Wednesday, September 29

Torrent alleges that it allowed to reprove the monarchy so as not to censor the debate of the Parliament

Declaration before the judge prior to the dialogue table. This is how Wednesday began for the Minister of Business, Roger Torrent. The former president of the Parliament, accused of allowing a vote to reprove the monarchy against the advice of the Constitutional Court, has alleged that he authorized the vote so as not to restrict the “free debate” of the Chamber.

Torrent has appeared as investigated for disobedience before the magistrate of the Superior Court of Justice of Catalonia (TSJC) Maria Eugènia Alegret. It was a brief statement in which he only answered the questions of his lawyer, Andreu Van den Eynde. The same strategy has been followed by the former secretary of the Board, Republican Adriana Delgado, defended by Olga Arderiu. In the afternoon it will be the turn of the other two investigated, the former vice president of the Parliament Josep Costa (Junts) and the former secretaries Eusebi Campdepadrós (Junts).

The case of Torrent is similar to the first causes of the process that affected his predecessor, Carme Forcadell. Only one crime of disobedience is being investigated, punishable by disqualification but not jail, for allowing parliamentary debates despite the notices of the Constitutional Court.

The conflict is between the right to be able to debate all matters and to parliamentary inviolability (not to be criminally prosecuted for the opinions and votes expressed in a parliament) alleged by the deputies and the preponderance of the warnings of the Constitutional Court defended by the Prosecutor’s Office.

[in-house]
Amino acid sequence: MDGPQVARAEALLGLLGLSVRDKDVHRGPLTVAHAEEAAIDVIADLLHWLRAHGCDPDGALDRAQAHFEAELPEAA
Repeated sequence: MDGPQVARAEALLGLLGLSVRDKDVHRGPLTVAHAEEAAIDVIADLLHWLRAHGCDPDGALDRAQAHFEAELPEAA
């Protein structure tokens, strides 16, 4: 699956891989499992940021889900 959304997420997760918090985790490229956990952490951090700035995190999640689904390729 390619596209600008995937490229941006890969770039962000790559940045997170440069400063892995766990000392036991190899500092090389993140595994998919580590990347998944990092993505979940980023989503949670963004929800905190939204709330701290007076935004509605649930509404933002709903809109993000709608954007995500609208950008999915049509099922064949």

According to the Prosecutor’s Office, Torrent and his independentist colleagues in the Table processed two resolutions in the last legislature in favor of exercising the right to self-determination and to reprove the monarchy despite the warnings of its illegality by the Secretary General of the Parliament and knowingly that the Constitutional Court had prohibited it.

As explained by legal sources, Torrent and Delgado have assured the judge that the warnings of the Parliamentary lawyers were not as “clear” as the Prosecutor’s Office claims, and that their analysis of the Constitutional resolution did not necessarily imply the paralysis of the debates parliamentarians. Moreover, his interpretation was that the Constitutional warning could be considered “disproportionate.”

Beyond the debate between the lawyers (who are expected to appear as witnesses in the coming weeks), Torrent and Delgado have claimed the “right to speak about everything” in the Chamber and have lamented that their judicial case may have a “discouraging effect” on the parliamentary debate.

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